(chuckles slightly uncomfortably) Eeeeehm – well. There are a lot of people who would disagree with that, but we have invested quite a lot into making a better AI – the fancy name for it is AI 2.0 – and hopefully it’s going to give you more of a challenge. It allows us on the easier modes to tell the AI 2.0 to not do this and this and this, and on tactician level we tell it, you can do everything that we taught you. So, the approach to difficutly… Divinity is designed to be challenging, but in the same breath I have to say there are so many things in the game, there are so many skills in the game, you will always find something that we didn’t think of, right? That’s why you have modding. But what we are doing, we’re trying to make a game that’s fun and challenging to play for a normal RPG player. I consider myself to be a normal RPG player. I’m the guy that gets rekt in the arena and that’s for good reasons, cause I’m not a min-maxer. But as long as I have a challenge, that’s pretty much okay for me.
Will the GM mode automatically switch the game to multiplayer or can it be used to alter the single player campaign on the fly as well?
No. The GM mode is not a single player instrument. If you have a gamemaster that wants to do it with one player, that’s a thing you can do, you can have an awesome session with a partner that way, that’s possible. But this is not a scripted experience. In a sense, this is a different game. It’s a storytelling tool, let’s put it that way.
So no single-player use of the GM skills, then. Okay. Now, Outlander wants to know if any expansions are planned in the long run for OS2, and will OS3 finally have NPC schedules and a day-night-cycle?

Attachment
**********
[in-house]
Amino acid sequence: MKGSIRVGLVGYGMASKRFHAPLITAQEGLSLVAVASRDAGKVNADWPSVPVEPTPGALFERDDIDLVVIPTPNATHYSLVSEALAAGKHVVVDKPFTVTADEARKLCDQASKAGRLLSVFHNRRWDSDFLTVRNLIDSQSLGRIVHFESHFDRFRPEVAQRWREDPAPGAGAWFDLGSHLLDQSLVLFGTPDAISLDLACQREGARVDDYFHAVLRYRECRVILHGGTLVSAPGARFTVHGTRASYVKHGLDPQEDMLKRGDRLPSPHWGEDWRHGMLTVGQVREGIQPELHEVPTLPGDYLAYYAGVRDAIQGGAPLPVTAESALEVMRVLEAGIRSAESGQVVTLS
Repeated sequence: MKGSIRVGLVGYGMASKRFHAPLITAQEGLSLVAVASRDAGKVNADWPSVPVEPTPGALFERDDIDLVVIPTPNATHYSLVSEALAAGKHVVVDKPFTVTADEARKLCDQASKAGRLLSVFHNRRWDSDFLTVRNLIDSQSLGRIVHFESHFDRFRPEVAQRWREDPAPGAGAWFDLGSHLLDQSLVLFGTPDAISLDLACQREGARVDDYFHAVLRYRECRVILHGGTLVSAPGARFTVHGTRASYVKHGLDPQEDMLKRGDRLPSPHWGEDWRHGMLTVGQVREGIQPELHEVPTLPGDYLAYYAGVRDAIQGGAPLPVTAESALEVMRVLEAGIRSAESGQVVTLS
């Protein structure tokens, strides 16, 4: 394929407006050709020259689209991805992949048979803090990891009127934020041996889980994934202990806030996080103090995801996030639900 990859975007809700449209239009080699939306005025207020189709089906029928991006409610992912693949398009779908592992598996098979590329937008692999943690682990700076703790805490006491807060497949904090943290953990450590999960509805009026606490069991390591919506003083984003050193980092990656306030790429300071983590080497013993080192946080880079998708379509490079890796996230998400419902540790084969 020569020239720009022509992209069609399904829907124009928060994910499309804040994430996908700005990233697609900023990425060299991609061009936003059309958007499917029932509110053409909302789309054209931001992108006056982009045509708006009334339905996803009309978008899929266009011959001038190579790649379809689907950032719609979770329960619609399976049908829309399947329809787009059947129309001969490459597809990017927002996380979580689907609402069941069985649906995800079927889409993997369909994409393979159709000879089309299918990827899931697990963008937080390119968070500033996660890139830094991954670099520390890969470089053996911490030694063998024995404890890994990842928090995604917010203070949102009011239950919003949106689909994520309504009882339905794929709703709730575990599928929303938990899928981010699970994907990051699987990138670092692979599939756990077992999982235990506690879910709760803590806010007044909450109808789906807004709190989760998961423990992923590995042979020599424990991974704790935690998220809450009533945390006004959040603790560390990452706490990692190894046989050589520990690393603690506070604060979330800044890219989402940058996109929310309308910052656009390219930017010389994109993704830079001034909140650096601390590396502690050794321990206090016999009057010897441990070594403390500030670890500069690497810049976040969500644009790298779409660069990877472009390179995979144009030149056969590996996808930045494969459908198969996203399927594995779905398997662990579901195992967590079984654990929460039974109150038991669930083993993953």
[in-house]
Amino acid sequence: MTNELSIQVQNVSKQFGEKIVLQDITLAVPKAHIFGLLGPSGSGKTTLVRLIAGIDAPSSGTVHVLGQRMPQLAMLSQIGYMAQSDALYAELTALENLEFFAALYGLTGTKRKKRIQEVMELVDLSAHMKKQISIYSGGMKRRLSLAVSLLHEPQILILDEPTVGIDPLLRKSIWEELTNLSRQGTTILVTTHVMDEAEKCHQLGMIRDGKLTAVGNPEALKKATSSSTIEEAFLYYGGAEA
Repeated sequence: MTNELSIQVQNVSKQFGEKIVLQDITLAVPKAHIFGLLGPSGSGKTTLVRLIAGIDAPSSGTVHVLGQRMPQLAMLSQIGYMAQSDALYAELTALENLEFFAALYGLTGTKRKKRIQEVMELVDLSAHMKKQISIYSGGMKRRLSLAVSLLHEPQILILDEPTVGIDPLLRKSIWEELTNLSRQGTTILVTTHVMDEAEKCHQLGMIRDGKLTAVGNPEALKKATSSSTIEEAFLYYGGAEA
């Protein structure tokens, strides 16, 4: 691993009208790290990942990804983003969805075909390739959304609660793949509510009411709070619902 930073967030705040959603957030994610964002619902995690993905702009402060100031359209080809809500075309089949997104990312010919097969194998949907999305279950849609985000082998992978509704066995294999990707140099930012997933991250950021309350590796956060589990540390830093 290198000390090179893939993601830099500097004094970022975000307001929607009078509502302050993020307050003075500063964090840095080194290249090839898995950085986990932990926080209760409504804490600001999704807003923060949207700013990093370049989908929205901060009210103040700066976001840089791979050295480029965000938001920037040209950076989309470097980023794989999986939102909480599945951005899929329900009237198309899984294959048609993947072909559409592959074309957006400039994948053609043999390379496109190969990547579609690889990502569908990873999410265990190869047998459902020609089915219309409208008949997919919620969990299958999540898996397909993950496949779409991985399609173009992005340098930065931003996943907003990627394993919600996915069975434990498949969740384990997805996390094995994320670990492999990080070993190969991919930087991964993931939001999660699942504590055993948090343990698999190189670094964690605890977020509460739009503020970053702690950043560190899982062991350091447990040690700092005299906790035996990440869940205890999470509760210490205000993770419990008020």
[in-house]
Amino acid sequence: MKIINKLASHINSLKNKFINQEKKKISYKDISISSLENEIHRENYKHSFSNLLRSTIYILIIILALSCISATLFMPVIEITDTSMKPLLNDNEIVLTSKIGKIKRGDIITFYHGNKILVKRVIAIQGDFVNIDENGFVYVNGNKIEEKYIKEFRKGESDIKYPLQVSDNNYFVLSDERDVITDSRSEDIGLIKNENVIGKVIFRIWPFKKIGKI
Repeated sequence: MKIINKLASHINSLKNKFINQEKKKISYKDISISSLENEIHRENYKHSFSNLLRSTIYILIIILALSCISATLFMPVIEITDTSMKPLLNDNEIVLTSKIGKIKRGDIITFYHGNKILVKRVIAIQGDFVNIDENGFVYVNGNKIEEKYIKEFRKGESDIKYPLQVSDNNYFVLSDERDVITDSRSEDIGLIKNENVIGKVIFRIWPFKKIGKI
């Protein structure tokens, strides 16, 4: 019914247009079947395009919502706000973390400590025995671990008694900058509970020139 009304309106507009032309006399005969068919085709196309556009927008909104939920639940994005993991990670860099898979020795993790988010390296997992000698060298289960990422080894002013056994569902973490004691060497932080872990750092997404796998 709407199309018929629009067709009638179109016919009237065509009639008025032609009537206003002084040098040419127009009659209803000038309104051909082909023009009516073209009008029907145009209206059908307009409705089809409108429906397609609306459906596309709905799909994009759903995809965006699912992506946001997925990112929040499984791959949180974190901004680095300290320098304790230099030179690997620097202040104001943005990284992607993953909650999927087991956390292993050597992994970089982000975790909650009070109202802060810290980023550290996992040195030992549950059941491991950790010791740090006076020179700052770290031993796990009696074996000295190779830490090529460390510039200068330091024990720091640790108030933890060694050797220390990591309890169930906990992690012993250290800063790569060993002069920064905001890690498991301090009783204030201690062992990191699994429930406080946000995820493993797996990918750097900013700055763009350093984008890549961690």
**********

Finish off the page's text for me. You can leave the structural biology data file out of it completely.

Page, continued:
(laughs) Again, same answer as with all my future plans answers. As I said, we’re completely focused on making OS2, so I can tell you there’s no expansion in preparation right now. We have ideas for where we could expand the adventures, but we’ll only decide that when we know where the game is going and we see if there’s demand. For day-night-schedules, well, as time goes by my motivation for doing those decreases, because of the complexities involved. I can tell you that OS2 is an intellectual nightmare in terms of the amount of bandwith it requires just to take the entire design into your heads. Now add day-night-cycles to that, which would add yet another dimension to that, I don’t think we’re clever enough for that – our designers aren’t clever enough for that. Maybe somebody else is.
HoboForEternity wants to know if there’s a plan to license your engine to other developers, because the engine is a work of art and he’d like to see it used more often.
I don’t think we’re the studio to do that because it requires you to set up an engine support team, and that’s not really our model. We are a game studio trying to make games. Engine is a part of the things we have to do to be able to make games, just like pretty much through our entire history we did whatever was necessary to be able to make a game. So we keep on doing that – tools and engine development are made to make our type of game. If we were to license out our engine, well…whenever we change something in it, and we do change our minds rapidly, we would ruin their development process and I wouldn’t wanna be doing that.
nikolokolus wants to know if multiplayer will have database support, and will there be a dedicated server build for the game?
No, it’s not a persistent world. There is a server running, obviously, but it’s not a persistent world. Your savegame is your persistence, essentially. We’ve seen that there’s a lot of demand for persistence there, but we’re not ready for that.